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Primary Malignant Skull Tumors Workup

  • Author: Draga Jichici, MD, FRCP, FAHA; Chief Editor: Tarakad S Ramachandran, MBBS, MBA, MPH, FAAN, FACP, FAHA, FRCP, FRCPC, FRS, LRCP, MRCP, MRCS  more...
Updated: Dec 11, 2014

Laboratory Studies

See the list below:

  • Anemia, an elevated white blood count (WBC), and reduced platelets are characteristic of malignancies involving the bone marrow.
  • Immunoglobulins (eg, IgG, IgA, IgM, IgD) are elevated in multiple myeloma.
  • Protein M can be found in the urine and serum in myeloma.

Imaging Studies

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  • Plain skull x-ray film and head CT scan
    • Most of the malignant skull tumors appear as radiolucent lesions, single or multiple, with irregular borders and no periosteal reaction.
    • Osteosarcomas appear as osteolytic soft-tissue extensions. They may have calcification within the lesion, no periosteal reaction, and poorly defined margins. The typical (but not frequent) appearance is the sun-ray picture.
    • Chondrosarcomas have no reliable radiological features and are characterized by lytic and sclerotic changes within poorly defined margins.
    • Fibrosarcomas are radiolucent lytic lesions with thinning and widening of the cortex, minimal periosteal involvement, and irregular margins.
    • Ewing sarcoma has a typical onion skin appearance with laminated periosteal changes. On CT scan, it appears as an isodense mass surrounded by a hypodense area and hyperostosis. It is also contrast enhancing.
    • Angiosarcomas are destructive lesions with cortical erosion and reactive ossification. On CT scan, they show heterogeneous enhancement with focal necrosis.
    • Plasmocytomas/multiple myelomas usually present as multiple lytic lesions that involve both the inner and outer tables, as well as the diploë from which they arise. On CT scan, depicted below, they are hyperdense, homogeneous enhancing lesions.
      Head CT scan of a 60-year-old man with a history oHead CT scan of a 60-year-old man with a history of multiple myeloma for 2 years, showing multiple lytic lesions that involve both the inner and outer tables as well as the diploë.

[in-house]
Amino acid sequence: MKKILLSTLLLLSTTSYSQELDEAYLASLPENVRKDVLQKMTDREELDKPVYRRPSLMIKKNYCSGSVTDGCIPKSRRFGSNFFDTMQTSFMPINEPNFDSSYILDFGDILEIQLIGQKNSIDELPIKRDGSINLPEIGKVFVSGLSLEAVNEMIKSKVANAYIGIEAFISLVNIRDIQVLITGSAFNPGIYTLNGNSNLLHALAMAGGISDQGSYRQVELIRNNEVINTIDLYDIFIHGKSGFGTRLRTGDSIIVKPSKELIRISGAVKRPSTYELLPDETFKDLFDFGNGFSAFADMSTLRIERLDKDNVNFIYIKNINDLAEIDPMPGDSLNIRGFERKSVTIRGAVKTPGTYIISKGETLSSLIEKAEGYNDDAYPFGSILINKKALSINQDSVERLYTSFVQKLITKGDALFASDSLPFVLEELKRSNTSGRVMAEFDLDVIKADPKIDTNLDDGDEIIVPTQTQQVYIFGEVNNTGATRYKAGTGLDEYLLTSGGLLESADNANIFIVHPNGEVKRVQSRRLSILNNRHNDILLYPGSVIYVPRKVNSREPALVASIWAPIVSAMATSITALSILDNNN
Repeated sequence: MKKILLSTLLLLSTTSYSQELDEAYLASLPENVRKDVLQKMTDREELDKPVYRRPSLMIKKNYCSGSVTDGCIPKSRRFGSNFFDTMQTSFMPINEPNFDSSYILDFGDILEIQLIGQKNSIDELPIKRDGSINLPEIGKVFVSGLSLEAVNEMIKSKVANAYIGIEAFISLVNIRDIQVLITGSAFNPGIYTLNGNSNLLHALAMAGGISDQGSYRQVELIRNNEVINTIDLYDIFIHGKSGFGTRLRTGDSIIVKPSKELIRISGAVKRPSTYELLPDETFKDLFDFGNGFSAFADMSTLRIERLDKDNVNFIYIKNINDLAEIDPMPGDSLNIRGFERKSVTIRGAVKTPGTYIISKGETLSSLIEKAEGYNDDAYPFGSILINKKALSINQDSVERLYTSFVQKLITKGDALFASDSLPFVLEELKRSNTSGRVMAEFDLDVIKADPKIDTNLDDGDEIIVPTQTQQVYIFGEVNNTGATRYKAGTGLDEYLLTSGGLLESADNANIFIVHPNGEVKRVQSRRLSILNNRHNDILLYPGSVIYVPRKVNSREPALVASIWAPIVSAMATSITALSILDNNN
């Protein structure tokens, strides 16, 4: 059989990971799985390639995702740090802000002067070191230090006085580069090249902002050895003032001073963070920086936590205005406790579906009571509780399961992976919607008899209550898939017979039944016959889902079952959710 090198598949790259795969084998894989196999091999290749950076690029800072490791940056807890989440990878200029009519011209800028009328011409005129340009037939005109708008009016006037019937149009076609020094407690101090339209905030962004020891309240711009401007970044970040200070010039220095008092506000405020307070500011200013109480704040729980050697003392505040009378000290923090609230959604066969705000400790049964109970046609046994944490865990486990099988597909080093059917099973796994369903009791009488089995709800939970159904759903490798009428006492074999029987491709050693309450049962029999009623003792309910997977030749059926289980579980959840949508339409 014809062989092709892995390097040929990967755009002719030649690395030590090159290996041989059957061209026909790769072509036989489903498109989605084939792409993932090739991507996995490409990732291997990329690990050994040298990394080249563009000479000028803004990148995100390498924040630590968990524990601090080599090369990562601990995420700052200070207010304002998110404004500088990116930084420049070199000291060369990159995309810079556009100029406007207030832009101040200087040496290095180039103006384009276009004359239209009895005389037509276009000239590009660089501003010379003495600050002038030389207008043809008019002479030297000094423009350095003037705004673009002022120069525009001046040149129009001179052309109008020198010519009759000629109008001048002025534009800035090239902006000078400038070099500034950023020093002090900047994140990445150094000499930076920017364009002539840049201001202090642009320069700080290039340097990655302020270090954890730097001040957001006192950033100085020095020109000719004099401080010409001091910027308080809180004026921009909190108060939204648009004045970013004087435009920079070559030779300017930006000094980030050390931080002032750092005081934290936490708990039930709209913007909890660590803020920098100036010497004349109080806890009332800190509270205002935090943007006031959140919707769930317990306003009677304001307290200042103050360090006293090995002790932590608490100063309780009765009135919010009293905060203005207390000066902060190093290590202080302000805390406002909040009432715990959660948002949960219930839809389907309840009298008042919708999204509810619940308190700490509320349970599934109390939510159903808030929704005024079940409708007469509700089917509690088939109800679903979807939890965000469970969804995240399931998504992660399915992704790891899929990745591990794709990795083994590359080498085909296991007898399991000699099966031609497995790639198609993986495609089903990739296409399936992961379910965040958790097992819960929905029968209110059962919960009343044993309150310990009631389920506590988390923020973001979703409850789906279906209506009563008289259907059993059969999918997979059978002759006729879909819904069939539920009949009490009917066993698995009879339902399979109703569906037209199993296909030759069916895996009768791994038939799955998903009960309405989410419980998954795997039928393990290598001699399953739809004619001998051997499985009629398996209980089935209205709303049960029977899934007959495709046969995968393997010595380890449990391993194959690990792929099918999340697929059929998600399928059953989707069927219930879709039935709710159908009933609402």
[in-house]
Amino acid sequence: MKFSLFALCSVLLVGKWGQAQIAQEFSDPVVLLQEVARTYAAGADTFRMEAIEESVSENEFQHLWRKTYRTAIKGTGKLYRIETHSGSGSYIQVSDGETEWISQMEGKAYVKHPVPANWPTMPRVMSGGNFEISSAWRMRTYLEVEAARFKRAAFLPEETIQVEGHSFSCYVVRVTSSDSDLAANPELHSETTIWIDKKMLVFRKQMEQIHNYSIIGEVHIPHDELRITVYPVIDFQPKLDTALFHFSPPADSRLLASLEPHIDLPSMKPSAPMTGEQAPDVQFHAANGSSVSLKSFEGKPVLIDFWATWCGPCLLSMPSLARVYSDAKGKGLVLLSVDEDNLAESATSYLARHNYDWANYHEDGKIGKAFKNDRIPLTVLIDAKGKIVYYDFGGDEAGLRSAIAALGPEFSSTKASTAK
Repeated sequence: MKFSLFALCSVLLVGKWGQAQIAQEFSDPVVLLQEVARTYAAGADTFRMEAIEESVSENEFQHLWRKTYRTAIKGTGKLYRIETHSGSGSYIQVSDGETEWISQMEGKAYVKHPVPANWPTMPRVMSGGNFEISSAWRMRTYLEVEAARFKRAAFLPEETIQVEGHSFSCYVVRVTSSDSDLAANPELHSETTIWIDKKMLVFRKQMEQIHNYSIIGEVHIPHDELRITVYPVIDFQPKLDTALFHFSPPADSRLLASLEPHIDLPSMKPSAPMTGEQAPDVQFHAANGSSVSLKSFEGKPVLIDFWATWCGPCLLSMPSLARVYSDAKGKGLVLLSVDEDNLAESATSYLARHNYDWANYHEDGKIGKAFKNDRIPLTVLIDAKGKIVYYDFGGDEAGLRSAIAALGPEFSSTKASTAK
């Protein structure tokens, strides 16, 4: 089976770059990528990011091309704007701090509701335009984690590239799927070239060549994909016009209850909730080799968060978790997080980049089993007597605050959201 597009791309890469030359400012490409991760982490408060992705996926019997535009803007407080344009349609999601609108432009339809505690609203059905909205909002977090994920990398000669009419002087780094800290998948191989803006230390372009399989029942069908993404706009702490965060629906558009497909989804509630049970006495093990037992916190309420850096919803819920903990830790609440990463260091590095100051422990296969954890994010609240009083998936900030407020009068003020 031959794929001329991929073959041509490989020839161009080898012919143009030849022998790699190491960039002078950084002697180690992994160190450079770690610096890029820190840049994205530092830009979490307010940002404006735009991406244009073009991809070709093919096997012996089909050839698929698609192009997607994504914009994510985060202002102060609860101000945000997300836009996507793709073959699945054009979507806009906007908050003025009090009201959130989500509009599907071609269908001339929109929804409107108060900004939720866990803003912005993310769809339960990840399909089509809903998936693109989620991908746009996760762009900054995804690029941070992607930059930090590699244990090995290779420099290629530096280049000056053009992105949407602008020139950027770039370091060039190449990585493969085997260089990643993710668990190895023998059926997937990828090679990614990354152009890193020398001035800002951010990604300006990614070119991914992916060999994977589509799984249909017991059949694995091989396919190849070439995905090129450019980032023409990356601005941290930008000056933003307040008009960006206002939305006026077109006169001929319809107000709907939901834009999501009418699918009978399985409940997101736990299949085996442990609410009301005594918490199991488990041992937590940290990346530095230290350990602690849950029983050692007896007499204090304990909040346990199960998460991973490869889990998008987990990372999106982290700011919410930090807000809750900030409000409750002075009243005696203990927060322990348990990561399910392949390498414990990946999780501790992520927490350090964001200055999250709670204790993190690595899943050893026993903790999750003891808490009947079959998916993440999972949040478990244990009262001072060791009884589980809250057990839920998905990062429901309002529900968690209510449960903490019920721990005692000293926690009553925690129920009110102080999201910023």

• Chordomas are soft-tissue masses usually seen in the nasopharyngeal area with various degrees of calcification. CT scan shows a soft-tissue mass with extensive bone destruction.
    • Metastatic neoplasms can be either of the following:
      • Osteoblastic, with sclerosis and thickening (eg, prostate, breast, bladder, hypernephroma)
      • Osteoclastic, with bone destruction and lucency (eg, lung, uterus, GI tract, thyroid, melanoma, neuroblastoma)
    • Giant cell tumors usually involve the sphenoid bone and commonly erode the sellar region. On brain CT scan, giant cell tumors are hyperdense, contrast-enhancing masses.
  • MRI
    • Most tumors are hypointense on T1-weighted images and hyperintense with heterogeneous signal on T2-weighted images.
    • Enhancement is common.
  • Bone scan: 99m technetium scan shows all malignant processes as hot areas.
  • Arteriogram: Tumors of vessel origin or associated with multiple myeloma have a high degree of vascularity.

Other Tests

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  • Bone marrow biopsy


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  • Biopsy of the lesion is crucial for establishing the diagnosis and deciding on treatment options.

Histologic Findings

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  • Osteosarcomas are composed of a malignant spindle cell stroma, which directly produces osteoid or immature bone (osteoblastic, chondroblastic, or fibroplastic form).[9]
  • Low-grade chondrosarcomas (myxochondrosarcoma) are characterized by chondroid and immature cartilage deposition in areas of myxomatous change and cystic degeneration. The high-grade type (mesenchymal chondrosarcoma) is characterized by the absence of cartilage lobules and the presence of fibrosarcomatous areas. Groups of chondromatous cells lose their usual lobulation and begin to spindle out. Both types are vimentin positive.
  • Fibrosarcoma is characterized by varying amounts of collagen production and the absence of bone, osteoid, or cartilage. The medullary subtype has a better prognosis than the periosteal subtype.